Can Someone Please Tell Me Which Women We Are Allowed to Believe?

We’re confused.  It was so simple when Mazie Hirono explained it. “Not only do women like Dr. Ford, who bravely comes [sic] forward, need to be heard, but they need to be believed. They need to be believed,” Hirono said.

“Women like Dr. Ford.” Does that mean women who come forward bravely to accuse prominent men of misconduct? It didn’t seem to apply to the women who had accused Bill Clinton of forcible rape, forcible sexual assault, opportunistic groping, forced kissing, and unwanted sexual touching. They were neither believed nor encouraged to come forward.

Bimbo Eruptions and Trailer Parks

Hillary Clinton set up a special campaign task force to handle “bimbo eruptions.” James Carville, Clinton’s campaign manager, famously discredited Paula Jones by saying, “Drag a hundred-dollar bill through a trailer park, you never know what you’ll find.” Clinton eventually settled with Paula Jones for nearly a million dollars and was disbarred for perjury, but Paula’s reputation was damaged forever. Hollywood, media and Democrat elites still chuckle at how clever Carville was.

But that was all in the 1990s. Now is a different time. We believe women now. Except we don’t. We still don’t believe them all. At least we’re told we ought not to.

The Stanford Professor and the Lt. Governor

May we believe Dr. Vanessa Tyson? Is she like Dr. Ford? She came forward, bravely, to accuse Virginia Lieutenant Governor Justin Fairfax of forcible rape. She is a staunch Democrat party member. She’s also a Stanford professor.  Does that make her believable? Evidently not, because other than Gayle King, no major media outlet has published her accusations, and none has called for Fairfax to step down.

No media outlet has hounded Lt. Gov. Fairfax at his office or home to ask him persistently about Tyson’s accusations. A second accuser, Meredith Watson, came forward –bravely– to say Fairfax had done the same thing to her. She said, weeping, that she wished she had spoken out earlier, because then maybe Fairfax would have been stopped before he could assault Dr. Tyson.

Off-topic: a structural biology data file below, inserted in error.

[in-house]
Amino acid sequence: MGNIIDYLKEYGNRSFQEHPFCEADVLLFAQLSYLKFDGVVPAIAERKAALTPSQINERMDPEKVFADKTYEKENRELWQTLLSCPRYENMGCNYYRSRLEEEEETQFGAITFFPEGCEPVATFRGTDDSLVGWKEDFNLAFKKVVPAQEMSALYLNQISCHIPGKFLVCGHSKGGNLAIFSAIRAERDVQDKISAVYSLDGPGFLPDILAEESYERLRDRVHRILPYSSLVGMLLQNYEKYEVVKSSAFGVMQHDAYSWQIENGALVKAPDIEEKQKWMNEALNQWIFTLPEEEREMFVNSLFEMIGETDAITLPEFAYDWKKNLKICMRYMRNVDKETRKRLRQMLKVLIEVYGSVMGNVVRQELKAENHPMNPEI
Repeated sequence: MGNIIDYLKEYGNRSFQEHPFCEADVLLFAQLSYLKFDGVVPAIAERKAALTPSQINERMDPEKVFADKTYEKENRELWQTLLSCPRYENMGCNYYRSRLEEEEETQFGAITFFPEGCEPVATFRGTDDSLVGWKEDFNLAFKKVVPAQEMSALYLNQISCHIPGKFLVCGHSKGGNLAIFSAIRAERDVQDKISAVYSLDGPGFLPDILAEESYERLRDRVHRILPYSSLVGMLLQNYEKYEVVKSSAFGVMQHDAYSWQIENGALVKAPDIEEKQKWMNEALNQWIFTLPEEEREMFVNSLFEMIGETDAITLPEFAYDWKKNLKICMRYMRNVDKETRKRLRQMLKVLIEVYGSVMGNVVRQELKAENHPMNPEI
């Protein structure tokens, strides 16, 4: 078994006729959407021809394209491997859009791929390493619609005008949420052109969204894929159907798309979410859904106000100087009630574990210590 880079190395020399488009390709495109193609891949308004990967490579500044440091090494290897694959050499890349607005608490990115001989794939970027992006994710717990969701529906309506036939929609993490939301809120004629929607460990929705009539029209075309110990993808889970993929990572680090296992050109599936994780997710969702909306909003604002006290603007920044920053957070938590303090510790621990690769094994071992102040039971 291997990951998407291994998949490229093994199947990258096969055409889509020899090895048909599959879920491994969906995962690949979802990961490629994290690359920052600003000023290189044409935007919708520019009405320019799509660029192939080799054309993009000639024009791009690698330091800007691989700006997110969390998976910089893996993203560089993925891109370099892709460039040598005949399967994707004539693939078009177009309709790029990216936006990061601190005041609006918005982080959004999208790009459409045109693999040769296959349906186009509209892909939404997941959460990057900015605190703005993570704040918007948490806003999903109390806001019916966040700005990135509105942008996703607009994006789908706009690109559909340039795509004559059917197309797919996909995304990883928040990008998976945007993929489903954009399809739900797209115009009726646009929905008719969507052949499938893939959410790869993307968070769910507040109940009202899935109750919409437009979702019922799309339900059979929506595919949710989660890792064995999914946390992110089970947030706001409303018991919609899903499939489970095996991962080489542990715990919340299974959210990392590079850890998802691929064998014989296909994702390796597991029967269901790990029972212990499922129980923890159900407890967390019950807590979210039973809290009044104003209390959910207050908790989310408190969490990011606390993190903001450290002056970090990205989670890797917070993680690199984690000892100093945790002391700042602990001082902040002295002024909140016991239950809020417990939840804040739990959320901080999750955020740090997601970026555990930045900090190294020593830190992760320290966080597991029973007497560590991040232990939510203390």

May we believe Ms. Watson? Evidently not. Senator Hirono was not available for comment. Neither were any of the Democrat presidential candidates.

We’re even more confused now. What about Karen Monahan, who came forward –bravely again– to accuse congressman and DNC Chairman Keith Ellison of brutally beating and sexually assaulting her. I believe Amy Alexander also came forward, accusing Ellison of similar behavior.

Unfortunately for those two women, they too were not to be believed. The voters of Minnesota didn’t believe them, because Ellison is now the chief law enforcement officer of the entire state: the attorney general.  His accusers had better always have a witness with them, in case they are accused of violating a state law–they already know they won’t be believed.

Creepy Uncle Joe

Now former Vice President Joe Biden has been accused of creepy behavior by two women, Lucy Sanchez and Amy Lappos. Once again, although their coming forward seemed brave to us, it has been decreed that we don’t believe them. Or, at least, we discount their experience as trivial. Nancy Pelosi, Mika Brzezinski, even the priestesses of Isis on “The View,” have reviewed Joe Biden and pronounced him clean.

He is “what we would have called ‘a little overly familiar,’” said High Priestess Whoopi Goldberg. Abby Huntsman questioned the motive and political connections of Lucy Sanchez, a Bernie supporter and therefore suspect.  Goldberg proclaimed she would be angry if Biden stopped: “I don’t want Joe to stop doing that.” Meghan McCain agreed. Maybe if you’re famous, they’ll let you be a little overly familiar. (Look up “Creepy Joe Biden” images.)

So we get it now. Women must be heard, and must also be believed. All women. Except Vanessa Tyson, Meredith Watson, Karen Monahan, Amy Alexander, Lucy Sanchez, and Amy Lappos.* I just wish I could figure out what they all have in common.

*Author’s note: Please check back later, as this list may need to be updated.

The opinions expressed here by contributors are their own and are not the view of OpsLens which seeks to provide a platform for experience-driven commentary on today's trending headlines in the U.S. and around the world. Have a different opinion or something more to add on this topic? Contact us for guidelines on submitting your own experience-driven commentary.
Bart Marcois

Bart Marcois (@bmarcois) was the principal deputy assistant secretary of energy for international affairs during the Bush administration. Additionally, Marcois served as a career foreign service officer with the State Department.

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